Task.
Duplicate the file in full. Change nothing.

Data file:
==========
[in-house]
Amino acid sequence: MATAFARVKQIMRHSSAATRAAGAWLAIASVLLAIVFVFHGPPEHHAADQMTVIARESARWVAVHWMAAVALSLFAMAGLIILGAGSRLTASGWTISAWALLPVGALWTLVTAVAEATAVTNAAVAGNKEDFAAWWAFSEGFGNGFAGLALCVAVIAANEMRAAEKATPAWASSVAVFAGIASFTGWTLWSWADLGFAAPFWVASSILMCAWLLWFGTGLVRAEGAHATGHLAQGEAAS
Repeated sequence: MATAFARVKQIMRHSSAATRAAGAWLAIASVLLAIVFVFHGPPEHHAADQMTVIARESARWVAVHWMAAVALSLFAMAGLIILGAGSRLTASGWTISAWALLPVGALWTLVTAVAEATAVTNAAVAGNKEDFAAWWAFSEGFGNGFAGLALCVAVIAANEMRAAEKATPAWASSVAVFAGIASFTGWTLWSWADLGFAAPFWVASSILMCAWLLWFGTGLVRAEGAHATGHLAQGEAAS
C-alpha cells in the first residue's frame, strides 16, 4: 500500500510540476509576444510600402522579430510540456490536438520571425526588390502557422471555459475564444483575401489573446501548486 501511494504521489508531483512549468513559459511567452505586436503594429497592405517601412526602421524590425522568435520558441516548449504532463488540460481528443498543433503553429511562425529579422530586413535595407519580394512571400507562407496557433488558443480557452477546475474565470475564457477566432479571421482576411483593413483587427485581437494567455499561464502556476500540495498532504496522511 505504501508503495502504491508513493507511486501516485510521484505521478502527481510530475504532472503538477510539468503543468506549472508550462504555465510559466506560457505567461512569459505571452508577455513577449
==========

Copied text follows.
[in-house]
Amino acid sequence: MATAFARVKQIMRHSSAATRAAGAWLAIASVLLAIVFVFHGPPEHHAADQMTVIARESARWVAVHWMAAVALSLFAMAGLIILGAGSRLTASGWTISAWALLPVGALWTLVTAVAEATAVTNAAVAGNKEDFAAWWAFSEGFGNGFAGLALCVAVIAANEMRAAEKATPAWASSVAVFAGIASFTGWTLWSWADLGFAAPFWVASSILMCAWLLWFGTGLVRAEGAHATGHLAQGEAAS
Repeated sequence: MATAFARVKQIMRHSSAATRAAGAWLAIASVLLAIVFVFHGPPEHHAADQMTVIARESARWVAVHWMAAVALSLFAMAGLIILGAGSRLTASGWTISAWALLPVGALWTLVTAVAEATAVTNAAVAGNKEDFAAWWAFSEGFGNGFAGLALCVAVIAANEMRAAEKATPAWASSVAVFAGIASFTGWTLWSWADLGFAAPFWVASSILMCAWLLWFGTGLVRAEGAHATGHLAQGEAAS
C-alpha cells in the first residue's frame, strides 16, 4: 500500500510540476509576444510600402522579430510540456490536438520571425526588390502557422471555459475564444483575401489573446501548486 501511494504521489508531483512549468513559459511567452505586436503594429497592405517601412526602421524590425522568435520558441516548449504532463488540460481528443498543433503553429511562425529579422530586413535595407519580394512571400507562407496557433488558443480557452477546475474565470475564457477566432479571421482576411483593413483587427485581437494567455499561464502556476500540495498532504496522511 505504501508503495502504491508513493507511486501516485510521484505521478502527481510530475504532472503538477510539468503543468506549472508550462504555465510559466506560457505567461512569459505571452508577455513577449